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Mixon v. Mississippi Department of Transportation

Court of Appeals of Mississippi

May 26, 2015

TIMOTHY B. MIXON APPELLANT
v.
MISSISSIPPI DEPARTMENT OF TRANSPORTATION AND ROBERT I. FULTON APPELLEES

DATE OF JUDGMENT: 06/09/2015

NOXUBEE COUNTY CIRCUIT COURT HON. JAMES T. KITCHENS JR. TRIAL JUDGE.

ATTORNEYS FOR APPELLANT: WILLIAM T. MAY KENNETH DUSTIN MARKHAM.

ATTORNEY FOR APPELLEES: KATHERINE S. KERBY.

BEFORE IRVING, P.J., ISHEE AND CARLTON, JJ.

IRVING, P.J.

¶1. The Circuit Court of Noxubee County granted summary judgment in favor of the Mississippi Department of Transportation (MDOT) pursuant to the Mississippi Tort Claims Act (MTCA), specifically Mississippi Code Annotated section 11-46-9(1)(d) (Rev. 2012).[1]In this appeal, this Court is called upon to decide whether the MTCA shields MDOT from liability. Finding that it does not, we reverse and remand for further proceedings.

FACTS

¶2. On January 21, 2009, Robert and passenger Samuel Clark, both MDOT employees, while in the course and scope of their employment, drove an MDOT pickup truck in a southwestern direction on Mississippi Highway 21, a two-lane highway. Robert eventually parked the pickup near a sign located on the southwestern side of the highway so that he and Samuel could verify the sign's global-positioning-satellite (GPS) coordinates. To the northeast of the sign is a deep curve.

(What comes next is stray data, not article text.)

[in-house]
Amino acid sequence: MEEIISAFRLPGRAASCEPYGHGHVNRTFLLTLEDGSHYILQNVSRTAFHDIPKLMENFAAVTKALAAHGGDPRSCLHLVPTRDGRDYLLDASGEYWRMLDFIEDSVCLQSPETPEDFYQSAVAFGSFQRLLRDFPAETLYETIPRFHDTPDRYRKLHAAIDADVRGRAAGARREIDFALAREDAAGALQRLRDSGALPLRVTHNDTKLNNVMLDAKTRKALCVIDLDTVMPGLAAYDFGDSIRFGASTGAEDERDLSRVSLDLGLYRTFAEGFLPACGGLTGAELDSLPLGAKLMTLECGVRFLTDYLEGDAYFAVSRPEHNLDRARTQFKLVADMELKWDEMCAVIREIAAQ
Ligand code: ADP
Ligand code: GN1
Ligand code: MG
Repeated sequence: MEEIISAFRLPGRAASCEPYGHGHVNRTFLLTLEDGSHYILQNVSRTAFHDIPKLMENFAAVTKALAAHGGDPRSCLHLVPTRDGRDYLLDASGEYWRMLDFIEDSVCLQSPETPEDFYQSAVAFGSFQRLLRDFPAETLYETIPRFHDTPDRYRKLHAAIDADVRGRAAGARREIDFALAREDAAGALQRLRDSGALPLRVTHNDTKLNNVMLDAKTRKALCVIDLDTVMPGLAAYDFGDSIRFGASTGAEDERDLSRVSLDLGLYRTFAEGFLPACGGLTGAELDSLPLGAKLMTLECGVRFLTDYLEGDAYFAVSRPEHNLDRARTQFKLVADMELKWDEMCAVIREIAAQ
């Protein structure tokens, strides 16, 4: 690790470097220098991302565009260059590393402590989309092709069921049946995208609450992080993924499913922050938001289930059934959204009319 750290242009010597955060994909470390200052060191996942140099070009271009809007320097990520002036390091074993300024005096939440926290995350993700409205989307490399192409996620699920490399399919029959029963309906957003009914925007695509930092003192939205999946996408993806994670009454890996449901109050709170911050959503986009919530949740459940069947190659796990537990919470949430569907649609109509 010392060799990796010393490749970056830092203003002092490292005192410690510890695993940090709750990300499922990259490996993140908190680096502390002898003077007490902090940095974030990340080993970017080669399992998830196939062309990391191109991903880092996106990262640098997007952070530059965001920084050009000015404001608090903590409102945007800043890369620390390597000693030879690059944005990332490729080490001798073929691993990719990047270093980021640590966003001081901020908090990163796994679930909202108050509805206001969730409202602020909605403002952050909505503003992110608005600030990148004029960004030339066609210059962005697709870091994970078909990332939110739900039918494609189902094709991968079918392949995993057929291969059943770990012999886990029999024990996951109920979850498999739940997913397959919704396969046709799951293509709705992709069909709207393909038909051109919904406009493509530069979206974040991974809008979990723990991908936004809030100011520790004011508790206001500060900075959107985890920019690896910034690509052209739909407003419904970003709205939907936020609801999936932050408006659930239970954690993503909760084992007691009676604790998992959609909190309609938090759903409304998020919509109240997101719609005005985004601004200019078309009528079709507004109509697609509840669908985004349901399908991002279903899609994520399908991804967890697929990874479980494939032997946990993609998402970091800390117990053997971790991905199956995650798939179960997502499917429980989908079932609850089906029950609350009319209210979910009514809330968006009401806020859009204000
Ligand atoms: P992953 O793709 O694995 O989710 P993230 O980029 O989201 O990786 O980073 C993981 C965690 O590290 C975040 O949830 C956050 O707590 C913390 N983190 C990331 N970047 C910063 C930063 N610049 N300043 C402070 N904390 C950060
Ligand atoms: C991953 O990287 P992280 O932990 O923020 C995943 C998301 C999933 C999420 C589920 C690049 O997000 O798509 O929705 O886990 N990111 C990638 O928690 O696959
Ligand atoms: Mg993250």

¶3. At around 2 p.m., while the pickup was still parked near the sign, Timothy Mixon rounded the curve in a logging truck, traveling southbound at a speed of at least fifty-five miles per hour. Before reaching the pickup, Timothy maneuvered the logging truck from the southbound lane into the northbound lane but continued driving southbound. The exact position of the pickup at the time Timothy rounded the curve is in dispute. Timothy contends that the pickup was located partly in the southbound lane, while Robert contends that the pickup was parked completely on the west side of the southbound lane. In any event, as Timothy continued southbound, Robert, at some point, maneuvered the pickup into the northbound lane, and the two trucks collided. As a result of the collision, Samuel died, and Timothy and Robert suffered severe injuries.

¶4. Following the accident, Timothy filed a complaint against Robert and MDOT. Thereafter, MDOT filed a motion for summary judgment, claiming immunity under Mississippi Code Annotated section 11-46-9(1)(a), (d), and (e) (Rev. 2012).[2] The circuit court granted MDOT's motion, pursuant to section 11-46-9(1)(d), leading to this appeal.

DISCUSSION

¶5. The standard of review for summary-judgment motions is well settled:

For a summary judgment motion to be granted there must exist no genuine issues of material fact and the moving party must be entitled to judgment as a matter of law. We apply a de novo standard of review to a trial court's grant of summary judgment. The moving party has the burden of demonstrating that no genuine issue of material fact exists, and the ...

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